Of Red America, Wal-Mart, and Starbuck's
Whether it is really very Republican or very much of a majority (except in the obvious sense that Republicans have successfully emerged as a majority in national political office) is a matter of debate. But it is unquestionable that the exurbs exist, that they are growing, that they gave critical support to George W. Bush, and that they are definitely different than the town in which I live and from most of the places which we now call Blue.
I go to them to shop at Wal-Mart, because that has been part of the success story of Wal-Mart--build your stores where land values are cheap but rising, like the exurbs. And Wal-Mart is the best metaphor I can find for the Red Half of what is a genuine, but ambiguous, cultural divide in this country and is now playing out in our politics. When I shop at my particular Wal-Mart, in the exurb of Lewis Center, Ohio, just across the Franklin County line from Columbus, I generally get a vente latte and a cinnamon scone at the Starbuck's across the highway.
Starbuck's is the best metaphor I can think of for my Blue little island. For the Starbuck's success story has been to embody the urban values of the Blue, commercially. Starbuck's are everywhere, like tiny Blue consulates and embassies doing diplomatic business (with hip Blue music in the background) in the vast sea of Red.
And it is the fact that Wal-Mart and Starbuck's are both purely arbitrary, commercial, and capitalist fantasies designed to sell goods and make money, and also are, in so many ways, identical, but still delineate our cultural divide, which makes them so interesting and useful as metaphors both of what unites us and what divides us.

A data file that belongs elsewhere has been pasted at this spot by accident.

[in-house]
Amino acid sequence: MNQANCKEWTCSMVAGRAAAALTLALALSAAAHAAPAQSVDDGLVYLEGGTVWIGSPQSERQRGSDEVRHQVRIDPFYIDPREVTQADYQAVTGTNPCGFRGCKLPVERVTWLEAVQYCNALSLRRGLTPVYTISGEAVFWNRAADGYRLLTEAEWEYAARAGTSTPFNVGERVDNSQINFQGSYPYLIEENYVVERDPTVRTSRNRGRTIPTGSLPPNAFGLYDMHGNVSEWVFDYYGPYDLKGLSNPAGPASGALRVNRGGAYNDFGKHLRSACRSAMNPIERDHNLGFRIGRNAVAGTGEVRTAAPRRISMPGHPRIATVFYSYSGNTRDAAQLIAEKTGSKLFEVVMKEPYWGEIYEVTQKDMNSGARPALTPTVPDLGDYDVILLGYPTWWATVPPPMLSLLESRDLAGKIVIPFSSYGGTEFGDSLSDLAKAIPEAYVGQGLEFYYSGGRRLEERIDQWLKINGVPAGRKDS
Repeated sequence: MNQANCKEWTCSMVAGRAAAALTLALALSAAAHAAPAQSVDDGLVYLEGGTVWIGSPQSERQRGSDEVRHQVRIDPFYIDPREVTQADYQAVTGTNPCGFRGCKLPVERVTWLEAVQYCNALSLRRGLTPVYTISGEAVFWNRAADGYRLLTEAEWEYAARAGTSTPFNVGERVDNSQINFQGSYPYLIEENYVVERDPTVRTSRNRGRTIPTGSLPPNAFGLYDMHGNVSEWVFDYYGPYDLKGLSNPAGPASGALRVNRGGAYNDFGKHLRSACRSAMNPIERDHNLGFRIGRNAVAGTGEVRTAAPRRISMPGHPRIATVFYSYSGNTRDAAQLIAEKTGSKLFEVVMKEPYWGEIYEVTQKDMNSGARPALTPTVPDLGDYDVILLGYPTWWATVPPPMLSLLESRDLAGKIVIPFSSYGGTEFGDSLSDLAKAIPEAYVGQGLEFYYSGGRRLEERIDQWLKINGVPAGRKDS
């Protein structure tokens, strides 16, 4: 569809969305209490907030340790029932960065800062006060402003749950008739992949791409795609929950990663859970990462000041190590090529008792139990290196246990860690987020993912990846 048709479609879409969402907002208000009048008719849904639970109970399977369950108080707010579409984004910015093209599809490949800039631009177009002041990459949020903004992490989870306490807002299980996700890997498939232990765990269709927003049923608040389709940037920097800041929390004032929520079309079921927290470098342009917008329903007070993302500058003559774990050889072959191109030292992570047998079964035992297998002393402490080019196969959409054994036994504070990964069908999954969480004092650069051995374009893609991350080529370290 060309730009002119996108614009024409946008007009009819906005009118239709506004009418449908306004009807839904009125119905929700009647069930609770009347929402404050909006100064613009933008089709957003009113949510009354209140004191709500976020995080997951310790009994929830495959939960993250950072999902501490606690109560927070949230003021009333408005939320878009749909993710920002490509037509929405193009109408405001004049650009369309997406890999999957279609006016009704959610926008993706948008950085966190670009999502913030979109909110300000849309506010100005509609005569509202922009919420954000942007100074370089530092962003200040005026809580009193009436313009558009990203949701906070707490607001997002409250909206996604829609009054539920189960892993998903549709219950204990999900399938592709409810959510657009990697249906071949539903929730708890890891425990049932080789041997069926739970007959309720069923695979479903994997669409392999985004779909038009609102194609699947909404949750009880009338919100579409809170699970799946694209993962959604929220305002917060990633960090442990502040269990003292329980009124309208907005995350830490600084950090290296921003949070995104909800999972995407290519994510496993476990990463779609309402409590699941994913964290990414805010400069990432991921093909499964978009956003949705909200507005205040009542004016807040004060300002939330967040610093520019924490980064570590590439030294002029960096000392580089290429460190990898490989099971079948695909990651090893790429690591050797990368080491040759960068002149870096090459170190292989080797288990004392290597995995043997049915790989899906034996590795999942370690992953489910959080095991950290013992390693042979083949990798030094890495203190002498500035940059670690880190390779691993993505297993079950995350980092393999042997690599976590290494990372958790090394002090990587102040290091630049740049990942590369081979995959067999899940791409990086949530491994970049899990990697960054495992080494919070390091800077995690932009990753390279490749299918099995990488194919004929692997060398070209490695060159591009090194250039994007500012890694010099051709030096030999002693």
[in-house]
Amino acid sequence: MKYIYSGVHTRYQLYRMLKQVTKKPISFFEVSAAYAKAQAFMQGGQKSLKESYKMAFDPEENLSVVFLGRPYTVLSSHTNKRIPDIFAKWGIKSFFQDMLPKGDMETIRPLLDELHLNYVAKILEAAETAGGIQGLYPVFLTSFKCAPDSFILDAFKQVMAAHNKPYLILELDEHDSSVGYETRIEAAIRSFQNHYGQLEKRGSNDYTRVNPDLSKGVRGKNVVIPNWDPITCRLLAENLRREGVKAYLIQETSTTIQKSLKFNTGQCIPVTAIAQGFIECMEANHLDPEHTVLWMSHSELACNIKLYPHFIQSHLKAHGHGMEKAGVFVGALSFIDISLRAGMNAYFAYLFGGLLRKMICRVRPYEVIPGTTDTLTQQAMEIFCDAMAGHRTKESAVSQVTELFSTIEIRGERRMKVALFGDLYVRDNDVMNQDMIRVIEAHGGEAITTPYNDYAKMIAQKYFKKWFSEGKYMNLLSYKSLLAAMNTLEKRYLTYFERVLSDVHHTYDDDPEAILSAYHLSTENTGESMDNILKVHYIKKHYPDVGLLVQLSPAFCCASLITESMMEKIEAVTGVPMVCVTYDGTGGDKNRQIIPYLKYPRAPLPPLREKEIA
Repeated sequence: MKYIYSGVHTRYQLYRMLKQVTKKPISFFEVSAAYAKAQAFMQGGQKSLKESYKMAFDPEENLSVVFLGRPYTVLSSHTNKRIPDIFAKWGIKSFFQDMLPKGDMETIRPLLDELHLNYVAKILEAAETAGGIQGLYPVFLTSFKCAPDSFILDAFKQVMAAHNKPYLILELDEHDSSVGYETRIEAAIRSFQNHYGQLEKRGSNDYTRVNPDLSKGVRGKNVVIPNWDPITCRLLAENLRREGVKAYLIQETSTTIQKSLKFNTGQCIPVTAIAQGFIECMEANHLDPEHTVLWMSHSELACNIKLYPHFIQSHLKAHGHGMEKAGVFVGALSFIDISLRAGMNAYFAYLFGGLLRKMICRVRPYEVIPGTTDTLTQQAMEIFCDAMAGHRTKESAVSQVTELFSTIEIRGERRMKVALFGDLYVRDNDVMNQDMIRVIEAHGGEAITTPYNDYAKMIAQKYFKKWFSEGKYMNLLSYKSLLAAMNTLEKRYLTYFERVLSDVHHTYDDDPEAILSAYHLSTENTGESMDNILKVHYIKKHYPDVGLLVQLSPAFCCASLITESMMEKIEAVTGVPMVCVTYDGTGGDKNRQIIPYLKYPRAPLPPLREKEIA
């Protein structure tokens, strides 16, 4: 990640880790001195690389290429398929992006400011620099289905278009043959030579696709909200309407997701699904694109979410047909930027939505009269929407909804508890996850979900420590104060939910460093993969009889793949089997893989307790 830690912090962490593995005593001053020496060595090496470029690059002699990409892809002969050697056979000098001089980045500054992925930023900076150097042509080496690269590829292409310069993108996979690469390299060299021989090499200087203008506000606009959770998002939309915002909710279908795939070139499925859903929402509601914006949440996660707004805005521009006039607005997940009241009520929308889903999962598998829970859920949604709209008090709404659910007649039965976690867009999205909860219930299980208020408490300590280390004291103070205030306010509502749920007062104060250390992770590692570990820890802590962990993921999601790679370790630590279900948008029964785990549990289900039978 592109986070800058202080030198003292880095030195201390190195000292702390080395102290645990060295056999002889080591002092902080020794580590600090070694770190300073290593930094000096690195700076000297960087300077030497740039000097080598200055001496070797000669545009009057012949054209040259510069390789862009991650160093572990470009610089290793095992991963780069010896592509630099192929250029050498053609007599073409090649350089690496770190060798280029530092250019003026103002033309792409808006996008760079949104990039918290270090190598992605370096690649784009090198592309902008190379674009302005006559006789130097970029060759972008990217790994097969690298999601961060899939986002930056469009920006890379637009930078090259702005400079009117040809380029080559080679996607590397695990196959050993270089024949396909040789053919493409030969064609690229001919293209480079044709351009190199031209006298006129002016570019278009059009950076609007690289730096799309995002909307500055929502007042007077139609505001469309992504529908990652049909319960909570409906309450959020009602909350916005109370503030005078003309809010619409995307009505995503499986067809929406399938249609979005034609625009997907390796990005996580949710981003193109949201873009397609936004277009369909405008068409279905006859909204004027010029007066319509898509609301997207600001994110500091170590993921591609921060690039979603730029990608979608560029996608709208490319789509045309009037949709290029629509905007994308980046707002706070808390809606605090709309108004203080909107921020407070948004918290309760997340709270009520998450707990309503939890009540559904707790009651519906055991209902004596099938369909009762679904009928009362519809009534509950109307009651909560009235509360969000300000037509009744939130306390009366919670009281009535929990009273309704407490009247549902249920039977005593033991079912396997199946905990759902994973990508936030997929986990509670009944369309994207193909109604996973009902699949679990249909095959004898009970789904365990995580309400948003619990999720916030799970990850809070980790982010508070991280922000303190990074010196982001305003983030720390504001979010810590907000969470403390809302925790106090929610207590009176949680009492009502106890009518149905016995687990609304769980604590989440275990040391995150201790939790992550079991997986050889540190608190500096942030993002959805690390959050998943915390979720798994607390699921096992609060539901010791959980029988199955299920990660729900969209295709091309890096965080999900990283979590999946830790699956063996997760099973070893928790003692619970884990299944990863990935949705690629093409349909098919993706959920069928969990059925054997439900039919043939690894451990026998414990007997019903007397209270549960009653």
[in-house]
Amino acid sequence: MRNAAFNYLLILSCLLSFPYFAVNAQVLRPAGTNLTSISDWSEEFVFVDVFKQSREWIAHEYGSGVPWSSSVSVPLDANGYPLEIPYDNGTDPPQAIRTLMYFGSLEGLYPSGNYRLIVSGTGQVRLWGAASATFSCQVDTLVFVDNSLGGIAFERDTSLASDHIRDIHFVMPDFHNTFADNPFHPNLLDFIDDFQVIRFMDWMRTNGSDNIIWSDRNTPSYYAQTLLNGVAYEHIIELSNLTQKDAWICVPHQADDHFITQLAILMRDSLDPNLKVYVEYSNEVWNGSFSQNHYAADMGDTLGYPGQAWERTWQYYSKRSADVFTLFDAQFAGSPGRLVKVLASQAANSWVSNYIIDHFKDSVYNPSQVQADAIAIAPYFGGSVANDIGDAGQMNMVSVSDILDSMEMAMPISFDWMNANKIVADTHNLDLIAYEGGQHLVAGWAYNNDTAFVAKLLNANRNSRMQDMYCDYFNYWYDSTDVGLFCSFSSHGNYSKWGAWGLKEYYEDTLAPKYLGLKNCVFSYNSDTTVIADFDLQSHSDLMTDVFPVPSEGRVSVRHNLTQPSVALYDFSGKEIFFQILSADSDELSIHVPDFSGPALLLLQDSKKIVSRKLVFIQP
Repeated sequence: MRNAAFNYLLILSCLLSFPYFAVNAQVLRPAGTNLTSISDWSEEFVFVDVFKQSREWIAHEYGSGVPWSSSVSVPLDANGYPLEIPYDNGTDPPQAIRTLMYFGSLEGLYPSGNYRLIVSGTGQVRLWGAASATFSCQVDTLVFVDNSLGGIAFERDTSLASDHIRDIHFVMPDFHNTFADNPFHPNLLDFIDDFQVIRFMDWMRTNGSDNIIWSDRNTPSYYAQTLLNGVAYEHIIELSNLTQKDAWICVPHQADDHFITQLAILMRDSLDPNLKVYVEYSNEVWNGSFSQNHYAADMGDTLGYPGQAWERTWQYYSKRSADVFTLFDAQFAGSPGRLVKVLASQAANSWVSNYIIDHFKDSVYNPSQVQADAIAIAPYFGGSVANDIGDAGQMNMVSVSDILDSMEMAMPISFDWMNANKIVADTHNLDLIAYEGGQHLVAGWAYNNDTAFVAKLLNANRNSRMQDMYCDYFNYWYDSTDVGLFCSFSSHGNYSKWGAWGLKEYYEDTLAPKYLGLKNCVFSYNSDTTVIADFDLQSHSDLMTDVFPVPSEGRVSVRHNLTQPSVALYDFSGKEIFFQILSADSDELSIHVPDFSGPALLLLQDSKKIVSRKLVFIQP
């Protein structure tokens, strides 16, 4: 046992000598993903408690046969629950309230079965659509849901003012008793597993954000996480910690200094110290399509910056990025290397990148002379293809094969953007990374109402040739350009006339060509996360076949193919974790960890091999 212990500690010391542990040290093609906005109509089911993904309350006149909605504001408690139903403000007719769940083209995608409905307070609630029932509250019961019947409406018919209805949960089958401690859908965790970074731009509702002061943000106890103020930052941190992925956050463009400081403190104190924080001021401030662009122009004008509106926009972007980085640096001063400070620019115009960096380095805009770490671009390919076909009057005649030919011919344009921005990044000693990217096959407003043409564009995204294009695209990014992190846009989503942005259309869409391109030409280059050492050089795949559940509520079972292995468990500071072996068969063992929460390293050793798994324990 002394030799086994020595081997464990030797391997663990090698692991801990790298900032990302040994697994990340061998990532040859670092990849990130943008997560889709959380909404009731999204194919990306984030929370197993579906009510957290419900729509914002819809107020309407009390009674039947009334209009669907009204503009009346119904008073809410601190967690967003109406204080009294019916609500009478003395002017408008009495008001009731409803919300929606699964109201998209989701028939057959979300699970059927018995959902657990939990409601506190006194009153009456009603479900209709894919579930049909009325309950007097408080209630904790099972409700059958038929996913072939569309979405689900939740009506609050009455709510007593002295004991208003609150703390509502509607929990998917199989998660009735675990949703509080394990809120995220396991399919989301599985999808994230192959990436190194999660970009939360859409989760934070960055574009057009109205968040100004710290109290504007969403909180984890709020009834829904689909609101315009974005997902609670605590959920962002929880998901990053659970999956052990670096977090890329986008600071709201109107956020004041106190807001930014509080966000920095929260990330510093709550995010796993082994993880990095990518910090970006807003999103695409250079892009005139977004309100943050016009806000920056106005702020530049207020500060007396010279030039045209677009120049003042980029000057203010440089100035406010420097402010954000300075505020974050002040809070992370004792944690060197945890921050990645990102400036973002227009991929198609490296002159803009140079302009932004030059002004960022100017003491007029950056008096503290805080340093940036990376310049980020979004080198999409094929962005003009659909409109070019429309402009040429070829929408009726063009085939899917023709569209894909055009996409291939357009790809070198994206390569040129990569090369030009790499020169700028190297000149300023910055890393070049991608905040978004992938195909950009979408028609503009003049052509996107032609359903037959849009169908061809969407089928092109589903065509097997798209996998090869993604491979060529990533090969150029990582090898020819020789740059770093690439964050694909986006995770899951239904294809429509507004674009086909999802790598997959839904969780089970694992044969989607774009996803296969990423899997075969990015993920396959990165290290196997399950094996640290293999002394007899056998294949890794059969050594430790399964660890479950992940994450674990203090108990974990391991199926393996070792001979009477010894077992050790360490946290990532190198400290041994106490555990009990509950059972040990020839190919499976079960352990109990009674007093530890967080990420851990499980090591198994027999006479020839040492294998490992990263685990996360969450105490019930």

I will compare them momentarily, but first I will speak a little of what I (definitely Blue and urban in attitudes and opinions) see in those Red exurbs. I've driven through them quite a lot over the past decade, for they are fascinating, and the most prominent thing about them, defining their character and the people who live in them, is the Dream Home.
The Dream Home is usually on a major state or federal two-lane highway and conveniently near enough to an expressway exit that to reach Columbus takes no more than one hour's commute. It is on a parcel of about 1/4 acre with a corn or soybean field at its back and it is a monument of one family's success in achieving a "quiet" and "rural" lifestyle while still connected to all of our modern urban toys.
You can watch over time as the Dream Homes begin to cluster into two's and three's, the first subdivisions move in, then the first new churches, the Shopping Mall is built (with a Wal-Mart), new strip malls spring up (often with a Starbuck's), and traffic finally congests enough that the old two lane highway is widened to four with more traffic lights, or a new spur of the expressway is built to serve the newly grown exurb.